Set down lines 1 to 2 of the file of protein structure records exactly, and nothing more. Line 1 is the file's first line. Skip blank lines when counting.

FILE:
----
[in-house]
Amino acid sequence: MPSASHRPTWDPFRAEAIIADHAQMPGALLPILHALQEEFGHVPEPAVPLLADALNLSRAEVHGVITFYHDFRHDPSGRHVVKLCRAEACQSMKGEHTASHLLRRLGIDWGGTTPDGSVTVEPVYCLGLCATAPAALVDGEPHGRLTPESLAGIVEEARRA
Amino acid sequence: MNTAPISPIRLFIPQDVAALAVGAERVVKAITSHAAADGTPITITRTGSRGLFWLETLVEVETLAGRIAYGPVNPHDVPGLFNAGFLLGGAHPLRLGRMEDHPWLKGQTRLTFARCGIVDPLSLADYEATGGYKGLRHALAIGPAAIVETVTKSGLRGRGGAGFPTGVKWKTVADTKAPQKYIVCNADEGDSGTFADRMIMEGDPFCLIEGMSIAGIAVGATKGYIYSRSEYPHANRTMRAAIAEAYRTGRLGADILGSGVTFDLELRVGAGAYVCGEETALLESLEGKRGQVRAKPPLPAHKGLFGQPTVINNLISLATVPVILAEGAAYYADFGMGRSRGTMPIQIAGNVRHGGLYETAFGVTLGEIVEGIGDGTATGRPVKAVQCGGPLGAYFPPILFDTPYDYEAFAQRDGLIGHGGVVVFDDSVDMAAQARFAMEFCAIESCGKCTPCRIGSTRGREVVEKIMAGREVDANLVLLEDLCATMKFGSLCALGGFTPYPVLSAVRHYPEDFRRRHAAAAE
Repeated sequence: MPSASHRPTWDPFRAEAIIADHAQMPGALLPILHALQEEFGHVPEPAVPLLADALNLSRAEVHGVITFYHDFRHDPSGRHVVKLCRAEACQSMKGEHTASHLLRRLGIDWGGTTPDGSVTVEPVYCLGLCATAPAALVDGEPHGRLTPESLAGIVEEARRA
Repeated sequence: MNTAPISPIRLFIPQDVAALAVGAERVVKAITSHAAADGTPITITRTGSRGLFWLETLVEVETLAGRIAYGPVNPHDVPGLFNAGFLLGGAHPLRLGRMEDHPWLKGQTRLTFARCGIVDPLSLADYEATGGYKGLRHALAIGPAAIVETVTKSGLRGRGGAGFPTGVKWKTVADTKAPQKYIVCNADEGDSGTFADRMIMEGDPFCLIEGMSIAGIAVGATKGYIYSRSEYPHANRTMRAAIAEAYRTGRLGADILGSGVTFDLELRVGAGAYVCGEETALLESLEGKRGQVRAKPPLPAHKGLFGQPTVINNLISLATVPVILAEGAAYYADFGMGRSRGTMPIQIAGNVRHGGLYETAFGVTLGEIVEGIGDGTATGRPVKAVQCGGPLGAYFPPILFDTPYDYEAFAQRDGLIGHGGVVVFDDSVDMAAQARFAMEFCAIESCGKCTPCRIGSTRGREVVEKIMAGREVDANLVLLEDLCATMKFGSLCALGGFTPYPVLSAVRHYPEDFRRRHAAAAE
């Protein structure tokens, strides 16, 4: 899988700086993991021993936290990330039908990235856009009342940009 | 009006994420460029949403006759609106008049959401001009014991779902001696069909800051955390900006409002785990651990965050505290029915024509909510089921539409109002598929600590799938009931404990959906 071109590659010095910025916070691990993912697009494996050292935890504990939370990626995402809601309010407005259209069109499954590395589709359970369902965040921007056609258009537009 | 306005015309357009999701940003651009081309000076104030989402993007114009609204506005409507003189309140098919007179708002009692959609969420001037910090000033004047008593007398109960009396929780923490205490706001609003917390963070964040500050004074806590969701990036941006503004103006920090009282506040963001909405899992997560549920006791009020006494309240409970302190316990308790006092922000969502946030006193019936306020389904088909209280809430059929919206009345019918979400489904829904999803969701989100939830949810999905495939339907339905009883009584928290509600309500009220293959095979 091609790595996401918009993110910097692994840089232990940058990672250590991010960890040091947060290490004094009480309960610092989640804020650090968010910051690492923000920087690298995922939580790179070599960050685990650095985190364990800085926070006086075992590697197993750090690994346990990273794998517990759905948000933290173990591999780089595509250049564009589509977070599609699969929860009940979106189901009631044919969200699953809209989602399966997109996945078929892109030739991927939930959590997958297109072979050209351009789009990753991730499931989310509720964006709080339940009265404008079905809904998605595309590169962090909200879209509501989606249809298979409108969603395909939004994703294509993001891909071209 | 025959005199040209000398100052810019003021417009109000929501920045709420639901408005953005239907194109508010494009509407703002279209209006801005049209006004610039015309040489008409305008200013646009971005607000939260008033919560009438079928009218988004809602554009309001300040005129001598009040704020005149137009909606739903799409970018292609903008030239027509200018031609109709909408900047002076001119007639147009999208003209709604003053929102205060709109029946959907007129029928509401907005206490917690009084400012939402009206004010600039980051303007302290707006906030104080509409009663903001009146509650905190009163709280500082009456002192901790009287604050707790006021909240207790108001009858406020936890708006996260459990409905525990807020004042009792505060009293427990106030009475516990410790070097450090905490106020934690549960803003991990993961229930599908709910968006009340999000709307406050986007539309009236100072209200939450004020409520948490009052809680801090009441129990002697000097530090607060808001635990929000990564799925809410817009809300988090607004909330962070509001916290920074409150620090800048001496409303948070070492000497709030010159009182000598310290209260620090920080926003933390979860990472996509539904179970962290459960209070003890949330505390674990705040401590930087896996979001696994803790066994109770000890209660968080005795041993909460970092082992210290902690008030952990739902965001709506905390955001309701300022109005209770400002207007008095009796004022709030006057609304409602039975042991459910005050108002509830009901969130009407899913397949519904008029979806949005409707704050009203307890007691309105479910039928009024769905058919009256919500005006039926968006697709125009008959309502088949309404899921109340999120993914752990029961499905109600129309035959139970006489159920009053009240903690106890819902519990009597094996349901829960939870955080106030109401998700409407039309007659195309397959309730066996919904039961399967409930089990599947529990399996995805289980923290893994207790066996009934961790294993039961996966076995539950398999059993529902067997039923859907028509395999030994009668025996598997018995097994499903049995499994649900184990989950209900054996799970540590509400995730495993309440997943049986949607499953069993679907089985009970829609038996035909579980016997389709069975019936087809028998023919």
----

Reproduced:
[in-house]
Amino acid sequence: MPSASHRPTWDPFRAEAIIADHAQMPGALLPILHALQEEFGHVPEPAVPLLADALNLSRAEVHGVITFYHDFRHDPSGRHVVKLCRAEACQSMKGEHTASHLLRRLGIDWGGTTPDGSVTVEPVYCLGLCATAPAALVDGEPHGRLTPESLAGIVEEARRA